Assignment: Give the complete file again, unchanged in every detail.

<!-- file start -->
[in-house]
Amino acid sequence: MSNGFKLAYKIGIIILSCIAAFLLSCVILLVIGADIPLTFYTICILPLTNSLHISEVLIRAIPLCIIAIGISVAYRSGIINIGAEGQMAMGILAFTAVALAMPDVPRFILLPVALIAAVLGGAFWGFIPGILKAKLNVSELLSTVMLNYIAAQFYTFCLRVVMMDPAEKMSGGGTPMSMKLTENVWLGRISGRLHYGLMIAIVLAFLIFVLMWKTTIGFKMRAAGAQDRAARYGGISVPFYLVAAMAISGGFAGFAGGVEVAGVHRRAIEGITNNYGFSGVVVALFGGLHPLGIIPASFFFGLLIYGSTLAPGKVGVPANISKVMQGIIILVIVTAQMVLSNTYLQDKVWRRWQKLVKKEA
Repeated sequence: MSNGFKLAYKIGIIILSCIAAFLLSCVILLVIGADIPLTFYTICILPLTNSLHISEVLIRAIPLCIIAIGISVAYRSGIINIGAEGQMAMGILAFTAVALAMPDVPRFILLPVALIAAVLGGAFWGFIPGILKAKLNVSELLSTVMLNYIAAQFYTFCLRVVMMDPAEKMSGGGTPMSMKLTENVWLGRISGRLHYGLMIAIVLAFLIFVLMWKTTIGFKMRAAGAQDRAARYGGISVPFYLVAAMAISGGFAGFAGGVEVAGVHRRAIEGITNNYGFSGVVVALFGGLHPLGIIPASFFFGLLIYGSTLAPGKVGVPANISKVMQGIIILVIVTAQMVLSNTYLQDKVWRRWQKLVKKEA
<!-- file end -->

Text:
[in-house]
Amino acid sequence: MSNGFKLAYKIGIIILSCIAAFLLSCVILLVIGADIPLTFYTICILPLTNSLHISEVLIRAIPLCIIAIGISVAYRSGIINIGAEGQMAMGILAFTAVALAMPDVPRFILLPVALIAAVLGGAFWGFIPGILKAKLNVSELLSTVMLNYIAAQFYTFCLRVVMMDPAEKMSGGGTPMSMKLTENVWLGRISGRLHYGLMIAIVLAFLIFVLMWKTTIGFKMRAAGAQDRAARYGGISVPFYLVAAMAISGGFAGFAGGVEVAGVHRRAIEGITNNYGFSGVVVALFGGLHPLGIIPASFFFGLLIYGSTLAPGKVGVPANISKVMQGIIILVIVTAQMVLSNTYLQDKVWRRWQKLVKKEA
Repeated sequence: MSNGFKLAYKIGIIILSCIAAFLLSCVILLVIGADIPLTFYTICILPLTNSLHISEVLIRAIPLCIIAIGISVAYRSGIINIGAEGQMAMGILAFTAVALAMPDVPRFILLPVALIAAVLGGAFWGFIPGILKAKLNVSELLSTVMLNYIAAQFYTFCLRVVMMDPAEKMSGGGTPMSMKLTENVWLGRISGRLHYGLMIAIVLAFLIFVLMWKTTIGFKMRAAGAQDRAARYGGISVPFYLVAAMAISGGFAGFAGGVEVAGVHRRAIEGITNNYGFSGVVVALFGGLHPLGIIPASFFFGLLIYGSTLAPGKVGVPANISKVMQGIIILVIVTAQMVLSNTYLQDKVWRRWQKLVKKEA